Rescued Thornless Raspberry Plant, Fruiting

While one of my rescued thornless raspberry plants seems to have stopped fruiting for the season, one of the other two plants is now fruiting, which is a happy surprise! These rescue plants were not in the best shape when I found them in the clearance bin (with a few dead canes and leaves), so I tempered my expectations that they would start fruiting perhaps in the next season.IMG_3366

After about six weeks convalescing in its new home, it seems to found its vigor and well on its way to producing perhaps a modest quantity of fruit (if the birds don’t get to them first). It is enjoying the full sun of my garden. The third plant I am keeping an eye on. It is producing new leaves (all three are producing new leaves), which is encouraging. I would be very pleased if it, too, produced fruit before the season is done, especially since I’ve sampled the fruit from the first plant, and they’re very sweet and delicious. A great way to start the week!

Angel Face Roses in Flower and in Bud!

It’s been about a month since I rescued four Angel Face rose plants from the clearance bin, and I am so pleased that each of these plants is covered in flowers and/or buds. What a short wait to be graced with these blissfully lovely flowers in my yard! The scent is very sweet and the color is wonderful. Sometimes when I take a chance on clearance bin plants, it may take a year or more to see the potential of the plants realized, mostly because of some rehabilitation that’s needed to restore them to good health. But these roses were clearly in tip-top health, only needing a permanent place to call home. A dream come true!IMG_3364

Rescued: Angel Face Roses and Thornless Raspberry Bushes

My local home improvement store has a gardening center with an outstanding clearance section, with plants of all sorts at amazing discounted prices. Their inventory of clearance plants has recently increased so, in the foreseeable future, I will be visiting at least once a week. Yesterday, I was very fortunate to have made my weekly visit and came away with 4 Angel Face rose plants, a floribunda that I’ve wanted for my home for the past several years, but finally got around to doing something about.IMG_3354IMG_3355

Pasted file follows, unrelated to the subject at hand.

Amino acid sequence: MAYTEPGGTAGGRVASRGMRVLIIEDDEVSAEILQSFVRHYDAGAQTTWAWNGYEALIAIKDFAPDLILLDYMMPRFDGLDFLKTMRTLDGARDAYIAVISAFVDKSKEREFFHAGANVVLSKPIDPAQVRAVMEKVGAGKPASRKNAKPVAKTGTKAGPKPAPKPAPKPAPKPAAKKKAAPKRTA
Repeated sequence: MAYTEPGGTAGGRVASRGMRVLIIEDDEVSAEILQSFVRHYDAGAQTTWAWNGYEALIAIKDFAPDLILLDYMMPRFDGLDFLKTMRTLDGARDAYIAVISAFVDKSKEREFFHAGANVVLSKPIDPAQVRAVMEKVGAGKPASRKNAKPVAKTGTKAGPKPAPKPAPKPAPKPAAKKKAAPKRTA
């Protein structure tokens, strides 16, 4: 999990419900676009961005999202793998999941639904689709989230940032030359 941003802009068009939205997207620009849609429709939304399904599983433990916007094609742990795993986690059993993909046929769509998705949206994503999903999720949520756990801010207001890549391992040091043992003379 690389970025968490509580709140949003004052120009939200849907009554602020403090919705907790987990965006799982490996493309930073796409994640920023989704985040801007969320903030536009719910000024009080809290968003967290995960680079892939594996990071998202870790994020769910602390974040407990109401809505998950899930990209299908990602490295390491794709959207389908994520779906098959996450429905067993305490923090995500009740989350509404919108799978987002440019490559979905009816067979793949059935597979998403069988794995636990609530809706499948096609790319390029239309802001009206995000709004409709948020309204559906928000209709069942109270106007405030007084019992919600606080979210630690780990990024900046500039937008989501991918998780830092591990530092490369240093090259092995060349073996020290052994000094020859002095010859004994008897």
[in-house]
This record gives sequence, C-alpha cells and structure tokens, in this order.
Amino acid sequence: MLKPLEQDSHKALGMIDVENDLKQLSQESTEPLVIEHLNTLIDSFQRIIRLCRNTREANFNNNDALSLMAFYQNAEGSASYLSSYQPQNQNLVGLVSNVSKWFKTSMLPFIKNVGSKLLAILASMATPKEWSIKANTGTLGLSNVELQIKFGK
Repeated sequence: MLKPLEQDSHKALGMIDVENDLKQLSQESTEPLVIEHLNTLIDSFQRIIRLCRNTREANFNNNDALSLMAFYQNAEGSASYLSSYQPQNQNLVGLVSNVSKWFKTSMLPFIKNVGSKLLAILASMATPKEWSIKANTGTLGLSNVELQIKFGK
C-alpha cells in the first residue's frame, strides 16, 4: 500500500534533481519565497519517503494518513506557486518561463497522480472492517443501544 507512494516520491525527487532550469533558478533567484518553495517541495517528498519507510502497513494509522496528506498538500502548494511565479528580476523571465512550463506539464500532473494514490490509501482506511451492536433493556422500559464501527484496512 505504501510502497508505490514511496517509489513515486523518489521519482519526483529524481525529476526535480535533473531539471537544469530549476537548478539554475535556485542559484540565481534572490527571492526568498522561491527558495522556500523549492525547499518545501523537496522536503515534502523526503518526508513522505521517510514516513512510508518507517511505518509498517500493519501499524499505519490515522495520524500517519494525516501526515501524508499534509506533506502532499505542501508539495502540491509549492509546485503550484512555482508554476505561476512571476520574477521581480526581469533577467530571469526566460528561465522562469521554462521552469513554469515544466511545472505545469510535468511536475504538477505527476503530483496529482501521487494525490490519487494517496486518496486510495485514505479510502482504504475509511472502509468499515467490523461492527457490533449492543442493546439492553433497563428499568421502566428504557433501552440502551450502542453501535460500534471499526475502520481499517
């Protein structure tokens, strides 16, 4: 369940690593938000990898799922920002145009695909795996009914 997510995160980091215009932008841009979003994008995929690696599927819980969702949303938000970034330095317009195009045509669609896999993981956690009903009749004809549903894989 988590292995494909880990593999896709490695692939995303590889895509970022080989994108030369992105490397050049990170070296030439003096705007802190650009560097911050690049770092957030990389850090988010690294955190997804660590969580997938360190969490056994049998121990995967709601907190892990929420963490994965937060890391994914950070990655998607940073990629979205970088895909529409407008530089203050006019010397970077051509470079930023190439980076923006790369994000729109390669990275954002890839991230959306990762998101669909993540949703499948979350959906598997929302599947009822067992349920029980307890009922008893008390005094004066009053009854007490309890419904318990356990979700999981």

I also am the caregiver of 3 thornless raspberry bushes. I love to make homemade raspberry jam and now I have a wonderful resource to do it! The plants were all in reasonably good condition, although I will have to do some light pruning of a small bit of dead vegetation. Easy. One of the raspberry bushes has some young fruits on it – very encouraging!

I replanted them in larger containers (saved from years of gardening projects) and will be looking forward to many happy years with these wonderful new plants. What is seen as refuse by the store (and most people) represents a great opportunity to bring new (sometimes unexpected) plants into the garden, for a modest price. These plants have already uplifted the energy of my entire garden!

More information on Angel Face roses: http://www.helpmefind.com/rose/l.php?l=2.238

More information on thornless raspberry bushes: http://www.monrovia.com/plant-catalog/plants/3466/brazelberries-raspberry-shortcake-dwarf-thornless-raspberry/

Return of My Food Garden

In the past two years, I put my food garden on hold because of injuries. Now, mostly healed up, I am very happy to report that I’ve revived my food garden. After making two trips to the gardening center for soil, I have readied my raised row bed gardens and containers to (nature willing) produce extraordinarily healthy and delicious vegetables. Having planted seeds and watered, I am now enjoying just looking at my handiwork and dreaming of all of the good things to come in the next few months. At this point, I think that the food garden is in good shape, although, thankfully, I do have more space to put in more rows and containers, so, I’m limited by my imagination, space in my refrigerator and freezer,  (and budget!). This has been such a happy day, doing what I love to do most!IMG_3353

Dr. Huey Rose Pushing Out Grace English Rose?

Dr. Huey has struck again, this time for one of my Grace English roses. That particular plant had not produced Grace roses in the past season, and it may be because it was quietly being overtaken by the dreaded Dr. Huey rose. Dr. Huey was, apparently, the rootstock onto which this particular rose plant was grafted. My hope is that, if anything, Grace will return and co-exist with Dr. Huey (if I don’t start attempting to remove Dr. Huey first!). If Dr. Huey has pushed out Grace, I will accept it, but time will tell if that is the case. I will also keep an eye on my other English roses, all of which I’ve kept in their original containers, including this Grace. Sigh.IMG_1481